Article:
The use of heavy strength plates as in U.S. Pat. No. 5,420,727 is undesirable for several reasons. First, the strength plates are large and heavy, adding to the weight, size, and cost of the package. Second, since it is impossible to make, at reasonable cost, the thickness of each of the capacitor cells uniform, a stack of capacitor cells typically does not have parallel end surfaces. The stiff strength plates do not compensate for these variations in the thickness of a stack so that the contact between various adjacent cells within the stack may not be uniform, resulting in increased contact resistance and reduced effectiveness of the capacitor cells in the stack. In addition, in a stack having a large cross-sectional area to provide a large capacitance, the difficulty of maintaining uniform contact between adjacent capacitor cells with stiff strength plates increases significantly. Third, assembly of the package is complicated because the assembly must take place while a substantial compressive load is continuously applied to the package.
Another structure for applying pressure to a stack of double layer capacitor elements is disclosed in my U.S. Pat. No. 4,992,910. The package shown in FIG. 1 of that patent includes an O-ring 24 made of a resilient material that is not damaged by the electrolyte or other corrosive materials that may be present within a package. The O-ring, in combination with the exterior package and a current collecting plate 22, applies a compressive force to the periphery of a stack of capacitor cells. The resilience of the O-ring can compensate for changes in ambient temperature. Moreover, that resilience can compensate, to some degree, for a cell stack having end surfaces that are not perfectly parallel due to thickness variations within the individual cells. The O-ring is lightweight and relatively inexpensive, providing numerous advantages over the strength plates of U.S. Pat. No. 5,420,747. Nevertheless, the O-ring applies a compressive force only to the periphery to the stack of capacitor cells and, therefore, does not distribute a compressive load uniformly over the cells, particularly in the central portion of the cell stack.
The foregoing discussion has been particularly directed to packages including double layer capacitor cells. However, the same problems arise in other packaged electrical components employing stacked electrochemical cells and electrolytes, such as electrical batteries.
It is an object of this invention to provide a package for an electrical component including a stack of individual cells in which a compressive force is applied uniformly to the stack of cells regardless of variations in dimensions of the cells due to manufacturing tolerances.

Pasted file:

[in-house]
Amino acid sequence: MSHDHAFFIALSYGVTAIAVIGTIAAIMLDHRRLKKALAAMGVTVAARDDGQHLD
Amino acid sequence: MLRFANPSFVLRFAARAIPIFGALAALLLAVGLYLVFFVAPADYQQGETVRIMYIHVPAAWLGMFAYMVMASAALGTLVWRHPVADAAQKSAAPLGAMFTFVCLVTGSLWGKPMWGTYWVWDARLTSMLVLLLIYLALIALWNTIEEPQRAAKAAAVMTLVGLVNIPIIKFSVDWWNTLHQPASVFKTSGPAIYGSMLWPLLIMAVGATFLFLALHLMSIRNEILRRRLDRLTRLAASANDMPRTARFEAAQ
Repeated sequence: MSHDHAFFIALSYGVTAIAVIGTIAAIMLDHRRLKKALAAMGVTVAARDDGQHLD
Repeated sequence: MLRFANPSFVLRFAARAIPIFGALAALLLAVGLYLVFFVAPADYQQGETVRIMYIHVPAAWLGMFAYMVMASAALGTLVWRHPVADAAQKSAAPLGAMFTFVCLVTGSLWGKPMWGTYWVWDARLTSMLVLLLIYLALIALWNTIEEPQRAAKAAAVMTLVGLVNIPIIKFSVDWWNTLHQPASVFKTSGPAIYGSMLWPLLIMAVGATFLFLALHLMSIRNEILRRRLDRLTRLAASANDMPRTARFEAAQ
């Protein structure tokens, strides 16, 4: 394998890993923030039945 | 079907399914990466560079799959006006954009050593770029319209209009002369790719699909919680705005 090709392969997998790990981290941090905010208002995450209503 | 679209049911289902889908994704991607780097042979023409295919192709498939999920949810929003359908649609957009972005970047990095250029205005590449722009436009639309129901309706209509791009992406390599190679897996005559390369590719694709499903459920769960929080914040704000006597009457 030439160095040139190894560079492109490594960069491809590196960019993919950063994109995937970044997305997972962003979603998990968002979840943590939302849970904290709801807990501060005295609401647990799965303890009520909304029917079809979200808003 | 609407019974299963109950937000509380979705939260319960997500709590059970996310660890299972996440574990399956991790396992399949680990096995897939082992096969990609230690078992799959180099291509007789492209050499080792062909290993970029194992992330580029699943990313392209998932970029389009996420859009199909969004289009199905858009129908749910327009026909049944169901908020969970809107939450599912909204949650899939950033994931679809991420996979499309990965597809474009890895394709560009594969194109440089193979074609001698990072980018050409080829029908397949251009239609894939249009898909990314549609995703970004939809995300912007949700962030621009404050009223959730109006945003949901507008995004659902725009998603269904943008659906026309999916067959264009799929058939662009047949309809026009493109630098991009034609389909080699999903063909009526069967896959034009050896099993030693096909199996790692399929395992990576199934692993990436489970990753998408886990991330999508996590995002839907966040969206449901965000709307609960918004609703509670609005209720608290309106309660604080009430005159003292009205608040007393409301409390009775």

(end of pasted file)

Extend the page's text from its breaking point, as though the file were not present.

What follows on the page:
It is a further object of the invention to provide a lightweight and inexpensive package for an electrical component including a stack of individual cells in which a compressive force is applied uniformly to the stack of cells regardless of variations in dimensions of the cells due to manufacturing tolerances.
It is yet another object of the invention to provide a packaged electrical component including a stack of individual cells in which a compressive force is applied uniformly to the stack of cells.
It is still another object of the invention to provide a lightweight and inexpensive package for an electrical component including a stack of individual cells in which a compressive force is applied uniformly to the stack of cells.
It is a further object of this invention to provide a method for easily assembling a packaged electronic component including a stack of individual cells in which a compressive force is applied uniformly to the stack of cells.
An electrical component package according to an aspect of the invention includes a tubular body having first and second ends and an opening at the first end for receiving an electrical component, at least one end cap mountable on the first end of the tubular body for closing and sealing the opening at the first end of the tubular body, and a fluid-filled pressure-applying element disposed at the first end of the tubular body for applying pressure to an electrical component disposed in the tubular body.
Another packaged electrical component according to an aspect of the invention includes a tubular body having first and second ends and an opening at the first end for receiving an electrical component; an electrical component disposed within the tubular body; an end cap mounted on the first end of the tubular body, closing the opening; and a fluid-filled pressure-applying element disposed within the tubular body between the end cap and the electrical component, applying pressure to the electrical component within the tubular body.